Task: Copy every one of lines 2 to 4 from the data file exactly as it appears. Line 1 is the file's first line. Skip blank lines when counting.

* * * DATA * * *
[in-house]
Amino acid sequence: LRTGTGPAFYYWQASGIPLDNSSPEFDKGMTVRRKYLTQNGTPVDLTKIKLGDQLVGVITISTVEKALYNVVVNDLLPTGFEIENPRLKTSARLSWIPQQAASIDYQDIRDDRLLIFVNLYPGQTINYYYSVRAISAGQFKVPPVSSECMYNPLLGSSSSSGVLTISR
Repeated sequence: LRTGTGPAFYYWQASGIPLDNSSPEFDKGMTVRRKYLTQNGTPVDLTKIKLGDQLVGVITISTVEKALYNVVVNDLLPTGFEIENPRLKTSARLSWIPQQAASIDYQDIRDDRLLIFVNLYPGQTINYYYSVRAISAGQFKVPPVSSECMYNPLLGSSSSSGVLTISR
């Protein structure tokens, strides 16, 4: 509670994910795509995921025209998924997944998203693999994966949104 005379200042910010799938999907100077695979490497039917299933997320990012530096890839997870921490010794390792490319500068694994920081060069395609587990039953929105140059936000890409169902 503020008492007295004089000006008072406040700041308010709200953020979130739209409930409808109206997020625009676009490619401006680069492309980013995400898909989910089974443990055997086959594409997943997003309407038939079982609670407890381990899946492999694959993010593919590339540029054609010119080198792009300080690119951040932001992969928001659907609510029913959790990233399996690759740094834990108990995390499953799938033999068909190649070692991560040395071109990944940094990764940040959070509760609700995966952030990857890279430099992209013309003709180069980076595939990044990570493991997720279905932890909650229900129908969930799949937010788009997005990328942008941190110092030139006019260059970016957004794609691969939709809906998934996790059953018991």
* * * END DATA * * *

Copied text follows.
Amino acid sequence: LRTGTGPAFYYWQASGIPLDNSSPEFDKGMTVRRKYLTQNGTPVDLTKIKLGDQLVGVITISTVEKALYNVVVNDLLPTGFEIENPRLKTSARLSWIPQQAASIDYQDIRDDRLLIFVNLYPGQTINYYYSVRAISAGQFKVPPVSSECMYNPLLGSSSSSGVLTISR
Repeated sequence: LRTGTGPAFYYWQASGIPLDNSSPEFDKGMTVRRKYLTQNGTPVDLTKIKLGDQLVGVITISTVEKALYNVVVNDLLPTGFEIENPRLKTSARLSWIPQQAASIDYQDIRDDRLLIFVNLYPGQTINYYYSVRAISAGQFKVPPVSSECMYNPLLGSSSSSGVLTISR
């Protein structure tokens, strides 16, 4: 509670994910795509995921025209998924997944998203693999994966949104 005379200042910010799938999907100077695979490497039917299933997320990012530096890839997870921490010794390792490319500068694994920081060069395609587990039953929105140059936000890409169902 503020008492007295004089000006008072406040700041308010709200953020979130739209409930409808109206997020625009676009490619401006680069492309980013995400898909989910089974443990055997086959594409997943997003309407038939079982609670407890381990899946492999694959993010593919590339540029054609010119080198792009300080690119951040932001992969928001659907609510029913959790990233399996690759740094834990108990995390499953799938033999068909190649070692991560040395071109990944940094990764940040959070509760609700995966952030990857890279430099992209013309003709180069980076595939990044990570493991997720279905932890909650229900129908969930799949937010788009997005990328942008941190110092030139006019260059970016957004794609691969939709809906998934996790059953018991």